Advertisement
Browse Subject Areas
?

Click through the PLOS taxonomy to find articles in your field.

For more information about PLOS Subject Areas, click here.

  • Loading metrics

Shiga Toxin Receptor Gb3Cer/CD77: Tumor-Association and Promising Therapeutic Target in Pancreas and Colon Cancer

Shiga Toxin Receptor Gb3Cer/CD77: Tumor-Association and Promising Therapeutic Target in Pancreas and Colon Cancer

  • Ute Distler, 
  • Jamal Souady, 
  • Marcel Hülsewig, 
  • Irena Drmić-Hofman, 
  • Jörg Haier, 
  • Alexander W. Friedrich, 
  • Helge Karch, 
  • Norbert Senninger, 
  • Klaus Dreisewerd, 
  • Stefan Berkenkamp
PLOS
x

Abstract

Background

Despite progress in adjuvant chemotherapy in the recent decades, pancreatic and colon cancers remain common causes of death worldwide. Bacterial toxins, which specifically bind to cell surface-exposed glycosphingolipids, are a potential novel therapy. We determined the expression of globotriaosylceramide (Gb3Cer/CD77), the Shiga toxin receptor, in human pancreatic and colon adenocarcinomas.

Methodology/Principal Findings

Tissue lipid extracts of matched pairs of cancerous and adjacent normal tissue from 21 pancreatic and 16 colon cancer patients were investigated with thin-layer chromatography overlay assay combined with a novel mass spectrometry approach. Gb3Cer/CD77 was localized by immunofluorescence microscopy of cryosections from malignant and corresponding healthy tissue samples. 62% of pancreatic and 81% of colon adenocarcinomas showed increased Gb3Cer/CD77 expression, whereas 38% and 19% of malignant pancreas and colon tissue, respectively, did not, indicating an association of this marker with neoplastic transformation. Also, Gb3Cer/CD77 was associated with poor differentiation (G>2) in pancreatic cancer (P = 0.039). Mass spectrometric analysis evidenced enhanced expression of Gb3Cer/CD77 with long (C24) and short chain fatty acids (C16) in malignant tissues and pointed to the presence of hydroxylated fatty acid lipoforms, which are proposed to be important for receptor targeting. They could be detected in 86% of pancreatic and about 19% of colon adenocarcinomas. Immunohistology of tissue cryosections indicated tumor-association of these receptors.

Conclusions/Significance

Enhanced expression of Gb3Cer/CD77 in most pancreatic and colon adenocarcinomas prompts consideration of Shiga toxin, its B-subunit or B-subunit-derivatives as novel therapeutic strategies for the treatment of these challenging malignancies.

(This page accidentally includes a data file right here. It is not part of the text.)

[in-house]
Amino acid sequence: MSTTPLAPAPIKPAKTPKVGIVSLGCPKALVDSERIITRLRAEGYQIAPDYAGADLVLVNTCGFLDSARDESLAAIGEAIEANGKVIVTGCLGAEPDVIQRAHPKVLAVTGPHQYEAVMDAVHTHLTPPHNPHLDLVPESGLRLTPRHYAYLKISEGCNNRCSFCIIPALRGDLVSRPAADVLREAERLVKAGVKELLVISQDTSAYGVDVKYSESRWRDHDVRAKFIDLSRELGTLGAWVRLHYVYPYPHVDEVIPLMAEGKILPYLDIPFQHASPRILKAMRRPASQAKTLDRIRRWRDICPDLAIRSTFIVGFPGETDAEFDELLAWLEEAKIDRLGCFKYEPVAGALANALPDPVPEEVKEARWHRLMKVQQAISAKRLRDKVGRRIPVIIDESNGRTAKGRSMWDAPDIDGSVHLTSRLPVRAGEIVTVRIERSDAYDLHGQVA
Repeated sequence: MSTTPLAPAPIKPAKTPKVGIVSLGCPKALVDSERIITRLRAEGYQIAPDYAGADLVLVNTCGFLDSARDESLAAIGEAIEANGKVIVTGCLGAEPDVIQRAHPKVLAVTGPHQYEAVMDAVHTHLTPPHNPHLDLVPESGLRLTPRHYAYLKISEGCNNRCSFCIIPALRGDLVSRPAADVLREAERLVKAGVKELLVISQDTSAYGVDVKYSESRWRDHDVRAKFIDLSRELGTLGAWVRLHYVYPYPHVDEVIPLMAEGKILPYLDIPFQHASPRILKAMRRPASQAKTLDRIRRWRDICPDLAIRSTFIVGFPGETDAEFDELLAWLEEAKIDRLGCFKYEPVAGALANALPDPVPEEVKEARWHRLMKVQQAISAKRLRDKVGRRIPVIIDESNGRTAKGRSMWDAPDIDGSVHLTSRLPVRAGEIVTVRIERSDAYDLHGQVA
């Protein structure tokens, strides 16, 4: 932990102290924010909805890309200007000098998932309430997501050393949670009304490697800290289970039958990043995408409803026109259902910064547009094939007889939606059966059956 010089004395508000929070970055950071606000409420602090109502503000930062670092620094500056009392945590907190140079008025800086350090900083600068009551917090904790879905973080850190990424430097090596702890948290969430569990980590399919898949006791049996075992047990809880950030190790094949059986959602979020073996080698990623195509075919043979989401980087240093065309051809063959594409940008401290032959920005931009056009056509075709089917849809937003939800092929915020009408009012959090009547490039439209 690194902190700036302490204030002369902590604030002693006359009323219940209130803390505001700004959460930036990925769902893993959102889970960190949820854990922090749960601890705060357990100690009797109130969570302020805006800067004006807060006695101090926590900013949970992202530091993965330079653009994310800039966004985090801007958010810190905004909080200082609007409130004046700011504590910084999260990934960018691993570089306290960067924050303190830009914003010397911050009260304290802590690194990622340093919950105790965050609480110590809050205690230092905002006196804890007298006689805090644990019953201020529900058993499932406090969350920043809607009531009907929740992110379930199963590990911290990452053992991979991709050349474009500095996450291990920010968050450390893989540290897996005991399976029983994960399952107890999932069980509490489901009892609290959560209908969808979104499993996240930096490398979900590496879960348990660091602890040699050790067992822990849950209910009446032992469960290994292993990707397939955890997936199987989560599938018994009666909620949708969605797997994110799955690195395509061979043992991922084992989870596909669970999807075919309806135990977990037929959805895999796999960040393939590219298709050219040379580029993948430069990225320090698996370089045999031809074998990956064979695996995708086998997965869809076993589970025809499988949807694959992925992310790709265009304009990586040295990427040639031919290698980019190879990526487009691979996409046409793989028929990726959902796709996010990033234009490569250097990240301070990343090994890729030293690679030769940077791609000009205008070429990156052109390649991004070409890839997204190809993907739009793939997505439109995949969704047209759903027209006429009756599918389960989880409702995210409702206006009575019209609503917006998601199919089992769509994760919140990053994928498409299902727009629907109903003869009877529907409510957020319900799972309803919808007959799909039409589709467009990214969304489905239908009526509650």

Introduction

Pancreatic and colon cancers are the fourth and second most frequent causes of cancer mortality in the Western world, respectively, accounting for estimated 84,250 deaths in 2008 in the U. S. alone [1]. With a median survival period of about 6 months and 5-year survival rates<5% pancreatic cancer ranks among the most lethal of the common tumors. The prognosis for patients suffering from colon carcinomas with distant metastasis at the time of diagnosis is almost as poor as for pancreatic cancer [2]. Only about 10–15% of the pancreatic cancer patients are candidates for potentially curative surgery [3], [4], underlining the urgent need to develop novel strategies to treat patients with these unresectable tumors. Targeted therapies, for example, based on bacterial and plant toxins or monoclonal antibodies, which recognize cell surface glycosphingolipids (GSLs), that are overexpressed in pancreas and/or colon cancer, might prove to be promising approaches for adjunct therapy after surgery [5][9].

GSLs, consisting of a hydrophilic oligosaccharide chain and a hydrophobic ceramide membrane anchor [10], are expressed as integral constituents of lipid rafts in the outer leaflet of the plasma membrane [11]. Besides their involvement in cell growth regulation and cell adhesion [12], cell surface-exposed oligosaccharide chains of GSLs “serve” as attachment sites for bacteria [13] and are exploited by different toxins, including Shiga toxins (Stxs), for surface binding, intracellular trafficking, and signalling events [14]. Stxs (also termed verotoxins), which are produced from pathogenic Escherichia coli strains [15][19], belong to the AB5 family of bacterial toxins. They consist of an enzymatically active A-subunit that inhibits protein biosynthesis by modifying host rRNA and a nontoxic homopentameric B-subunit [20], [21]. The B-pentamer binds to its preferential GSL receptor globotriaosylceramide (Gb3Cer/CD77) and triggers internalization of the AB5-Gb3Cer complex by receptor mediated endocytosis via clathrin-coated vesicles [22] or by endocytic routes that do not involve clathrin-coated pits [23]. The toxin-receptor complex undergoes retrograde transport through the Golgi network to the endoplasmic reticulum. After retro-translocation into the cytosol [24], one molecule of the proteolytically processed A1-subunit can inhibit protein synthesis and kill a cell.

Aberrant expression of GSLs occurs in almost all human and animal cancers [12], [25] and many tumor-associated antigens are now known to be GSLs. Increased expression of the Stx-receptor Gb3Cer/CD77 has been reported on various solid tumors such as ovarian [26] and breast cancer [27] or malignant meningioma [28]. Recently, enhanced expression of Gb3Cer/CD77 has been described as correlating with the development of metastasis in colon cancer [9], [29]. Gb3Cer/CD77 also enables tumor-specific plasma membrane localization of proteins (e. g. Hsp70) [30]. As cell surface molecules, tumor-associated GSLs are accessible to antibodies or GSL-binding toxins (i.e., Stx), making them candidate targets for oncological applications [31]. Consequently, the Stx-ligand Gb3Cer/CD77 is currently under investigation as a potential target candidate for toxin-based therapeutics [28], [29], [32], [33].